We get Imelda’s spin on her own vanity when she boasts that as First Lady she took an hour to dress for kings and queens but she would take “double the time” if she was going to the provinces because the people needed “a standard, a star…especially in the dark of the night”.
In 1954, Imelda, met then-congressman Ferdinand Marcos in the cafeteria of the Philippine Congress and married him 11 days later. Ferdinand ran for president in 1964 and won by presenting himself and his wife as the John F Kennedys of Asia — young, fresh talent that was going to help the country advance. With the support of the US government, the Marcos’ hunger for power increased and in 1972, Ferdinand declared martial law.
This was, according to Imelda, for the good of the people. In the movie she describes the imposition of martial law in these words: “[The President] informed the family…. He called the little children together and he said the time has come [and] that what he had to offer for the survival of the country was more than life, it was honour…. because he was so democratically committed.” This is when most movie audiences laugh out loud.
Imee's Hidden WealthFrom ICIJ
Records show late dictator's oldest child, now a Philippine provincial governor, didn't disclose British Virgin Islands trust in asset declarations required for public officials.
Newly uncovered documents link Maria Imelda Marcos Manotoc, the eldest child of the late Philippine dictator Ferdinand Marcos and now a senior political figure in her own right, to two secretive offshore trusts and an offshore company.
The hardworking and popular provincial governor — widely known as Imee Marcos — was one of the beneficiaries of the Sintra Trust, which was formed in June 2002 in the British Virgin Islands, financial records uncovered by the International Consortium of Investigative Journalists (ICIJ) show. Other beneficiaries were Imee Marcos’ adult sons with estranged husband Tomas Manotoc: Ferdinand Richard Michael Marcos Manotoc, Matthew Joseph Marcos Manotoc, and Fernando Martin Marcos Manotoc.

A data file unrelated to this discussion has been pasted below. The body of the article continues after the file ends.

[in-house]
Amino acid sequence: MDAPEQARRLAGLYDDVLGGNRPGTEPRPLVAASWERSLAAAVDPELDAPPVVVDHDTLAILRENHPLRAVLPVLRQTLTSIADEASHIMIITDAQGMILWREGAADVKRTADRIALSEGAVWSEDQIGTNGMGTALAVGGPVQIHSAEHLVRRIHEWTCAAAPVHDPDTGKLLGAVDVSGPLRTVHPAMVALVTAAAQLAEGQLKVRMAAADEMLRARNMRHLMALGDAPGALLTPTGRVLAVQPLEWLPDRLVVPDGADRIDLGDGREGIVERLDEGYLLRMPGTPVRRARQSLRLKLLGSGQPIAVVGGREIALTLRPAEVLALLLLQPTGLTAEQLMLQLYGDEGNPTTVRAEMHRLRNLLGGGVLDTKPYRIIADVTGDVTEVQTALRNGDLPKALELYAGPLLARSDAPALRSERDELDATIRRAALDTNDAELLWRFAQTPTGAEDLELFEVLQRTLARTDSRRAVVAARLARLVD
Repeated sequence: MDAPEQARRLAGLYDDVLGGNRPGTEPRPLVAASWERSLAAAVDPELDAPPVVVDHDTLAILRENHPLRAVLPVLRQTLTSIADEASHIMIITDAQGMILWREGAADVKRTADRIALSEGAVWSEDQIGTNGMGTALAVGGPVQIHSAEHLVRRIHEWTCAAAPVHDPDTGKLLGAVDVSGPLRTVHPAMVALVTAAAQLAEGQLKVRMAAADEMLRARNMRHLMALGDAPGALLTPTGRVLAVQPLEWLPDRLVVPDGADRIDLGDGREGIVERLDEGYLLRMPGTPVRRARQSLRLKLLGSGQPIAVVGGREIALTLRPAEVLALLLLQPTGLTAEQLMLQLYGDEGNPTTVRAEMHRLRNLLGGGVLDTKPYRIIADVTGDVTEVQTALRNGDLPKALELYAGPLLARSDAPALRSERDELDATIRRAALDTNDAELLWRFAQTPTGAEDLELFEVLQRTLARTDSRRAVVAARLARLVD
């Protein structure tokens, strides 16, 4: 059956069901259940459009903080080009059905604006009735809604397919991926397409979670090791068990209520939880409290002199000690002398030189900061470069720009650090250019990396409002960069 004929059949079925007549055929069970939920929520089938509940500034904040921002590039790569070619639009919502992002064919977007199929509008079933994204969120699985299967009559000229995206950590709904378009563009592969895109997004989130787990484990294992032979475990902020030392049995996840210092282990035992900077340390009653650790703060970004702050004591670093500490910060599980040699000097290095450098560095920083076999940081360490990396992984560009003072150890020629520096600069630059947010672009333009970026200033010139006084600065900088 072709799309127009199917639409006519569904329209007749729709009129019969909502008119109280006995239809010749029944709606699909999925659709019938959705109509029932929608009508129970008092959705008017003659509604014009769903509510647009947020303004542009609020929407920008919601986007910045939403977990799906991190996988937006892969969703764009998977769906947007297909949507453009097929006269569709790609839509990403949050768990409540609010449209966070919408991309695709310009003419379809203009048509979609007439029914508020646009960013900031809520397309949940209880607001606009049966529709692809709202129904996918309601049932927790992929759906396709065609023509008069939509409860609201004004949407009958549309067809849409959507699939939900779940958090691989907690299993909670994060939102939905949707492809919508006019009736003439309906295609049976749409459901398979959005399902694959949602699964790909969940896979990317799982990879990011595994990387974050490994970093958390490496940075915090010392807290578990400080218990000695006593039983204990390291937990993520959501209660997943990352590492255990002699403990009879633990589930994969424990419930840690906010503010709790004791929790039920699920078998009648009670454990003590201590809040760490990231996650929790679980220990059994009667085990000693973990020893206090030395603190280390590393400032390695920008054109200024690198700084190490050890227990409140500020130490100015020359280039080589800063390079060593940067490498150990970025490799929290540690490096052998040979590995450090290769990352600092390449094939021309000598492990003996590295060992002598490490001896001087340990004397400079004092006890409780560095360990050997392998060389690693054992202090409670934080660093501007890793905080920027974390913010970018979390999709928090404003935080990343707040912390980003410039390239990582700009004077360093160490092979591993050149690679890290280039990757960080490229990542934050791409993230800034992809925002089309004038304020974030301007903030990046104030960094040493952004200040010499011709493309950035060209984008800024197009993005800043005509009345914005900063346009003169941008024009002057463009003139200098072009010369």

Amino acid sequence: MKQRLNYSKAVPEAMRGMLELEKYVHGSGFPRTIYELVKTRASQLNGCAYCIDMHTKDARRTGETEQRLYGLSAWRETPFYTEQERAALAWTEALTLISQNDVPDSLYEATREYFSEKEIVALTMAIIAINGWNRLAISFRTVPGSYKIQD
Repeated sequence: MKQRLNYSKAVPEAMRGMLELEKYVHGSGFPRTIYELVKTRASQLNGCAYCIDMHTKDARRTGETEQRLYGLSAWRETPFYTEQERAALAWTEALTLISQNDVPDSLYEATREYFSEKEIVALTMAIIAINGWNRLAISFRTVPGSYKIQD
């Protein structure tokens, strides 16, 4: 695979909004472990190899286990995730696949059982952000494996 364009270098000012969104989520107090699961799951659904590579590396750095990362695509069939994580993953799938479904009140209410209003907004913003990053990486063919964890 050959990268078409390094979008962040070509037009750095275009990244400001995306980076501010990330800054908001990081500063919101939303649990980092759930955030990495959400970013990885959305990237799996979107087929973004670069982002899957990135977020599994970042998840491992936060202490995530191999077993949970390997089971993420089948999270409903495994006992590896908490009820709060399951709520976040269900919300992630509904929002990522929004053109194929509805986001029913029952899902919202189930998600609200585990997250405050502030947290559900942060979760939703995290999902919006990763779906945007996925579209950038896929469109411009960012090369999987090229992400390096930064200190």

It’s unclear whether the trust remains active. The records obtained by ICIJ show the trust was still active at least as recently as 2010.
The documents show that Imee Marcos was also a financial advisor for the Sintra Trust as well as for a company in which the Sintra Trust was a shareholder, ComCentre Corporation, which was formed in January 2002 in the BVI and is still in operation. The records also show she was a “master client” for the M Trust, formed July 1997 in Labuan, Malaysia, and closed July 2009. Philippines law requires government officials to disclose their assets no matter where they’re held, and Imee Marcos’s disclosure statements do not list the three offshore entities. It is not known what assets they hold, but one Sintra Trust document refers to a bank account with United Overseas Bank Limited, a financial institution headquartered in Singapore. Another record related to ComCentre refers to an account at HSBC.
Bongbong Marcos : Oxford/
MBA Wharton Graduate?From Inquirer
MANILA, Philippines—Senator Ferdinand “Bongbong” Marcos Jr. maintained on Tuesday that he attended Oxford University in the United Kingdom and the Wharton School in the University of Pennsylvania in the US.
In a statement, he stood by the accuracy of the educational record posted on his page at the Senate website and his official website.
“To set the record straight, my educational record as posted in the Senate website and in my own official website is accurate,” Marcos said.
“I earned a diploma in political science at St Edmund Hall, Oxford University in England in 1978.”
He clarified that he was not able to complete his Masters in Business Administration course at Wharton because he was elected Ilocos Norte vice governor in 1980.
“I thereafter did post-graduate studies at the Wharton Business School, University of Pennsylvania, USA taking up Masters in Business Administration. I was however unable to complete the course because I was elected Vice Governor of Ilocos Norte and had to return home to serve my province mates (1980-1983),” he added.
The statement was issued after an article written by Marites Vitug alleged that he did not graduate from Oxford University and Wharton School.
In the article published on Rappler, Vitug said that Marcos’ claims of being a graduate of the said schools turned out to be “false.”
“Our fact-checking shows, however, that Marcos Jr’s claims are false. Oxford University and Wharton School records do not show any Ferdinand Marcos Jr [on] their lists of graduates,” Vitug said.
The report cited school records, interviews with officials from the said schools, and an online database search to bolster its claim